It’s always interesting when big stars like Emily Blunt decide to do a low budget film and after a summer of seeing posters all over town, I decided it was about time I gave it a go. The brains behind this flick is Lynn Shelton, movie and TV all rounder having credits for writing, acting and directing some very well received material. Crediting the three lead actors as creative consultants, this mumblecore film ticks all the modern relationship-drama improv boxes.
Aside the first scene or so, the whole film centres on one location and three central characters. Iris (Emily Blunt) is best friends with Jack (Mark Duplass) who is grieving his brother, who passed away a year ago. After an emotional outburst at a party (for the anniversary of his brothers death), Iris suggests Jack goes and stays in her families cabin in the woods for some recuperation. Low and behold when he arrives Iris’ sister Hannah (Rosemarie DeWitt) is there strolling around in her underwear, whilst mourning the end of relationship with a long term girlfriend. After a few drinks and a predictable drunken hook up between the newly acquainted friends, the next morning Iris arrives fresh with news for her sister that she is in fact in love with Jack. A love triangle, albeit and unusual one, is created.
Duplass, cast as the male lead, is one of mumblecore’s leading figureheads and it shows. He is able to lead a scene with the confidence and the calming influence that gives the audience respite from this often-awkward genre. Iris is very believable as the younger sibling in awe of her older sister whilst Hannah expertly rolls her eyes, scenes with just the two of them work very well. The most uncomfortable scenes happen when the three are together eating meals, Hannah and Jack move in unison leaving Blunt’s Iris behind in their wake. I often found myself wanting another scene with just the two of them together. The woodland setting is a brilliant back drop giving a calming contrast to the boiling pot drama going on inside the cabin. There are some truly funny scenes, almost solely created by Jack who’s boyish charm is endearing.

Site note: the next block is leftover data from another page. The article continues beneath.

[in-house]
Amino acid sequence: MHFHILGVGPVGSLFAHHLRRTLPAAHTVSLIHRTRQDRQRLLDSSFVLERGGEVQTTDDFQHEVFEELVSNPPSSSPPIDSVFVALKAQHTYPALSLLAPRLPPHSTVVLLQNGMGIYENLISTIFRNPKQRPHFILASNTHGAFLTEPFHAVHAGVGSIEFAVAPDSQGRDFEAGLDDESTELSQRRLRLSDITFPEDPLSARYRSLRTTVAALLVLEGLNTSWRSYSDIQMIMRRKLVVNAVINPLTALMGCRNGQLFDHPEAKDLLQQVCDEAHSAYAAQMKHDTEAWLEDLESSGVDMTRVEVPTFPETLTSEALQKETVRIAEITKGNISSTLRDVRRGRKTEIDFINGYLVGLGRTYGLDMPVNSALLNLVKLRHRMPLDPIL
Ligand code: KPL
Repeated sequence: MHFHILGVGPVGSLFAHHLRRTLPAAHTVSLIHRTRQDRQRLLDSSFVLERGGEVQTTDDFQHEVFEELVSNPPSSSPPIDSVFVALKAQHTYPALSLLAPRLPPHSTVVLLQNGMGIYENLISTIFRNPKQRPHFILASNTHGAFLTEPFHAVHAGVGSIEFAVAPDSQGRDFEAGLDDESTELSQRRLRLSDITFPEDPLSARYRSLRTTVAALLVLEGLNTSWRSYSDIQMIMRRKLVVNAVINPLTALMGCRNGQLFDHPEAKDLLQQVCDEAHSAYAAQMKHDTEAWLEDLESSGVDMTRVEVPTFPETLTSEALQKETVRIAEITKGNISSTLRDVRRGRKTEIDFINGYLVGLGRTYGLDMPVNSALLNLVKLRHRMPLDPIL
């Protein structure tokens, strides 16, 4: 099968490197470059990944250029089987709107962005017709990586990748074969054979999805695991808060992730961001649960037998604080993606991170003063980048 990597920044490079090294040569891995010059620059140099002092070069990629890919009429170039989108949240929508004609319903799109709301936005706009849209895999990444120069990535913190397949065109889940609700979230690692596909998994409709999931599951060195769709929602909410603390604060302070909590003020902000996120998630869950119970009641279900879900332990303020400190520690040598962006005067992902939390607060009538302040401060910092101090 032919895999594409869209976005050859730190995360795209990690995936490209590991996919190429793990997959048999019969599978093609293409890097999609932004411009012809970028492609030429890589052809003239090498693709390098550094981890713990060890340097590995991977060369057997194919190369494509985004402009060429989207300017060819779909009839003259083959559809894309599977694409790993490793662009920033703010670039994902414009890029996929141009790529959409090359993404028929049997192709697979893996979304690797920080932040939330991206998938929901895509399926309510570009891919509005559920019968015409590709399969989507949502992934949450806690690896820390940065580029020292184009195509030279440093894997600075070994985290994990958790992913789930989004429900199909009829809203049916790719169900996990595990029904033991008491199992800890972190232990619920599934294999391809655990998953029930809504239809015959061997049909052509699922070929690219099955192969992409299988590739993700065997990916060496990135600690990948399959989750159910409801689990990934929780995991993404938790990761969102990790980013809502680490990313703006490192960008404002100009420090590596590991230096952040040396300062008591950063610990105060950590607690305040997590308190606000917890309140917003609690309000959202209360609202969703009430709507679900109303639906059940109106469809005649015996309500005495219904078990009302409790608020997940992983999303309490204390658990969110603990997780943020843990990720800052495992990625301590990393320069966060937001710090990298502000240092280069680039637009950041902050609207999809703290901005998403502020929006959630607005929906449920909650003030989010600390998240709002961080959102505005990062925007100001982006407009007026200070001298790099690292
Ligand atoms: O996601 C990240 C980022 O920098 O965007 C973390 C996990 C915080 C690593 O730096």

Spoiler alert: The drama thickens mid way through the film when we discover that Hannah desperately wants a baby, leading to the revelation that she had put pins in the condom the night she spent with Jack. During a blow out between the three characters it’s also revealed to Jack that Iris is in love with him, opening another can of worms. The end of the films watches the characters try to resolve these issues, leaving me at times a little bit bored and waiting for the inevitable happy ending. A happy ending, which I felt, was misplaced and all too easy to arrive at. There is however a slight cliff hanger that ends the film leaving a small sense of mystery but by this time the characters have kissed and made up, giving you the feeling that it’s all going to be ok.
Although the filmed ended in a way that was disappointing to me, it has certainly stayed with me. I loved that there was only three central characters and was based around one secluded location, it really pulls you into the story and gives space for the characters to develop. I’ve probably spoken about this film to more people than I would have done if I’d loved every part of it. Interesting concept and interesting story line. I’ll certainly be looking out for some more mumblecore films in the future.
Written & Directed by: Lynn Shelton